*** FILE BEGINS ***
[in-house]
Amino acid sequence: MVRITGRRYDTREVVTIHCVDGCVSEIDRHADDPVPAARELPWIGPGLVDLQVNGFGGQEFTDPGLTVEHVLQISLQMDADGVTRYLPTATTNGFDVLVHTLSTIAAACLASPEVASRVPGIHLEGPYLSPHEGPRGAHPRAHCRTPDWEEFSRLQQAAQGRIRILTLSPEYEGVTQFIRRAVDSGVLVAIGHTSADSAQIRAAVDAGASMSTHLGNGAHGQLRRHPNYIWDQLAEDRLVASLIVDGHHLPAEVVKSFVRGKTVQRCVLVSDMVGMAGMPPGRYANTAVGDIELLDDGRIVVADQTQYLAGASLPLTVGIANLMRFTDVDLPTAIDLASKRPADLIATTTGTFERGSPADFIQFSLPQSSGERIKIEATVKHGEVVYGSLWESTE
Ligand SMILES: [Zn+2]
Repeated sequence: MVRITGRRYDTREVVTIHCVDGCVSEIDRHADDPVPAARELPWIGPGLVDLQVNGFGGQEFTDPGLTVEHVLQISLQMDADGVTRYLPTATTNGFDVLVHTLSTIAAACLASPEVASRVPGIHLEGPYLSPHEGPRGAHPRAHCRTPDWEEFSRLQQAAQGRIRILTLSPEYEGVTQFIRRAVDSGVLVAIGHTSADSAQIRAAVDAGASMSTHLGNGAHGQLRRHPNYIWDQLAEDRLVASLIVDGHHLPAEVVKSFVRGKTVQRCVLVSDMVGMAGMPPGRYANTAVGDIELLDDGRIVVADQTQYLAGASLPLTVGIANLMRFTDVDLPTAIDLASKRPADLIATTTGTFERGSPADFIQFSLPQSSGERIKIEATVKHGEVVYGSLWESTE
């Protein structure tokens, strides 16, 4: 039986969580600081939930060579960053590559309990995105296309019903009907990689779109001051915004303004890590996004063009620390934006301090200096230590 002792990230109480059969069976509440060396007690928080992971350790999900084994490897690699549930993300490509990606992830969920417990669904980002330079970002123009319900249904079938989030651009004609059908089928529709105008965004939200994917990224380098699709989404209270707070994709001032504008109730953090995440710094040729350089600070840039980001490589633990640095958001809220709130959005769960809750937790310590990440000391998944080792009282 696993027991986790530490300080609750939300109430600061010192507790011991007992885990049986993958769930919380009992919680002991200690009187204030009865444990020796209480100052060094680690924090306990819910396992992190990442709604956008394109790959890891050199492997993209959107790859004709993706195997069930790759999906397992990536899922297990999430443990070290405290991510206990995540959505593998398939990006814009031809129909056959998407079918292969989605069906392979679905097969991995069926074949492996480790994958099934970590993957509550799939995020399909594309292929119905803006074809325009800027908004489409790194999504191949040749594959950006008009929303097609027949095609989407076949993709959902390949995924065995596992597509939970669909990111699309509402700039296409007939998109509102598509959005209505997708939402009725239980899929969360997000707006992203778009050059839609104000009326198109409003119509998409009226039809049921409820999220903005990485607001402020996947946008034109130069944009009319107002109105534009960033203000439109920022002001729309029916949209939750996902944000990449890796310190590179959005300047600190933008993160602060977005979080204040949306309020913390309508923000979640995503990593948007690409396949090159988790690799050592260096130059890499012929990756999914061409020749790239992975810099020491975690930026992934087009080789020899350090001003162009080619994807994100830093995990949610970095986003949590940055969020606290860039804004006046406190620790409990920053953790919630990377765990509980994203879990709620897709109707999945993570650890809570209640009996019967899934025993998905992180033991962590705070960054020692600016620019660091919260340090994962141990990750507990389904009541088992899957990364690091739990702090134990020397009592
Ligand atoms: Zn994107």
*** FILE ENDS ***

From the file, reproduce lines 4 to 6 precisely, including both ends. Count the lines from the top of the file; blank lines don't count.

Repeated sequence: MVRITGRRYDTREVVTIHCVDGCVSEIDRHADDPVPAARELPWIGPGLVDLQVNGFGGQEFTDPGLTVEHVLQISLQMDADGVTRYLPTATTNGFDVLVHTLSTIAAACLASPEVASRVPGIHLEGPYLSPHEGPRGAHPRAHCRTPDWEEFSRLQQAAQGRIRILTLSPEYEGVTQFIRRAVDSGVLVAIGHTSADSAQIRAAVDAGASMSTHLGNGAHGQLRRHPNYIWDQLAEDRLVASLIVDGHHLPAEVVKSFVRGKTVQRCVLVSDMVGMAGMPPGRYANTAVGDIELLDDGRIVVADQTQYLAGASLPLTVGIANLMRFTDVDLPTAIDLASKRPADLIATTTGTFERGSPADFIQFSLPQSSGERIKIEATVKHGEVVYGSLWESTE
């Protein structure tokens, strides 16, 4: 039986969580600081939930060579960053590559309990995105296309019903009907990689779109001051915004303004890590996004063009620390934006301090200096230590 002792990230109480059969069976509440060396007690928080992971350790999900084994490897690699549930993300490509990606992830969920417990669904980002330079970002123009319900249904079938989030651009004609059908089928529709105008965004939200994917990224380098699709989404209270707070994709001032504008109730953090995440710094040729350089600070840039980001490589633990640095958001809220709130959005769960809750937790310590990440000391998944080792009282 696993027991986790530490300080609750939300109430600061010192507790011991007992885990049986993958769930919380009992919680002991200690009187204030009865444990020796209480100052060094680690924090306990819910396992992190990442709604956008394109790959890891050199492997993209959107790859004709993706195997069930790759999906397992990536899922297990999430443990070290405290991510206990995540959505593998398939990006814009031809129909056959998407079918292969989605069906392979679905097969991995069926074949492996480790994958099934970590993957509550799939995020399909594309292929119905803006074809325009800027908004489409790194999504191949040749594959950006008009929303097609027949095609989407076949993709959902390949995924065995596992597509939970669909990111699309509402700039296409007939998109509102598509959005209505997708939402009725239980899929969360997000707006992203778009050059839609104000009326198109409003119509998409009226039809049921409820999220903005990485607001402020996947946008034109130069944009009319107002109105534009960033203000439109920022002001729309029916949209939750996902944000990449890796310190590179959005300047600190933008993160602060977005979080204040949306309020913390309508923000979640995503990593948007690409396949090159988790690799050592260096130059890499012929990756999914061409020749790239992975810099020491975690930026992934087009080789020899350090001003162009080619994807994100830093995990949610970095986003949590940055969020606290860039804004006046406190620790409990920053953790919630990377765990509980994203879990709620897709109707999945993570650890809570209640009996019967899934025993998905992180033991962590705070960054020692600016620019660091919260340090994962141990990750507990389904009541088992899957990364690091739990702090134990020397009592
Ligand atoms: Zn994107």